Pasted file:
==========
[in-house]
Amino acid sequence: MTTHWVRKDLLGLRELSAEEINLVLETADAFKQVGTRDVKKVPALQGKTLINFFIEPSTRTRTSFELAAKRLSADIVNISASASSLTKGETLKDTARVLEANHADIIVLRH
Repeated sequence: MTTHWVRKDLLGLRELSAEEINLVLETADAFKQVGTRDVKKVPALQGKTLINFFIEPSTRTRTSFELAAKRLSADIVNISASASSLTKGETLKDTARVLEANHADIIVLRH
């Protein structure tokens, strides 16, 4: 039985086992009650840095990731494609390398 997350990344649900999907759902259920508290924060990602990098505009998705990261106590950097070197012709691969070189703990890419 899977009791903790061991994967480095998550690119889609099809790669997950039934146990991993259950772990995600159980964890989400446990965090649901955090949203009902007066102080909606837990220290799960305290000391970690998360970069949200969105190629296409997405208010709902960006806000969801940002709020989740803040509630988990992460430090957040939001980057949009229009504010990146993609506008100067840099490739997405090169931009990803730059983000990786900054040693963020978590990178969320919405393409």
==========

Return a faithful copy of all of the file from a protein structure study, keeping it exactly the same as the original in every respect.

[in-house]
Amino acid sequence: MTTHWVRKDLLGLRELSAEEINLVLETADAFKQVGTRDVKKVPALQGKTLINFFIEPSTRTRTSFELAAKRLSADIVNISASASSLTKGETLKDTARVLEANHADIIVLRH
Repeated sequence: MTTHWVRKDLLGLRELSAEEINLVLETADAFKQVGTRDVKKVPALQGKTLINFFIEPSTRTRTSFELAAKRLSADIVNISASASSLTKGETLKDTARVLEANHADIIVLRH
């Protein structure tokens, strides 16, 4: 039985086992009650840095990731494609390398 997350990344649900999907759902259920508290924060990602990098505009998705990261106590950097070197012709691969070189703990890419 899977009791903790061991994967480095998550690119889609099809790669997950039934146990991993259950772990995600159980964890989400446990965090649901955090949203009902007066102080909606837990220290799960305290000391970690998360970069949200969105190629296409997405208010709902960006806000969801940002709020989740803040509630988990992460430090957040939001980057949009229009504010990146993609506008100067840099490739997405090169931009990803730059983000990786900054040693963020978590990178969320919405393409």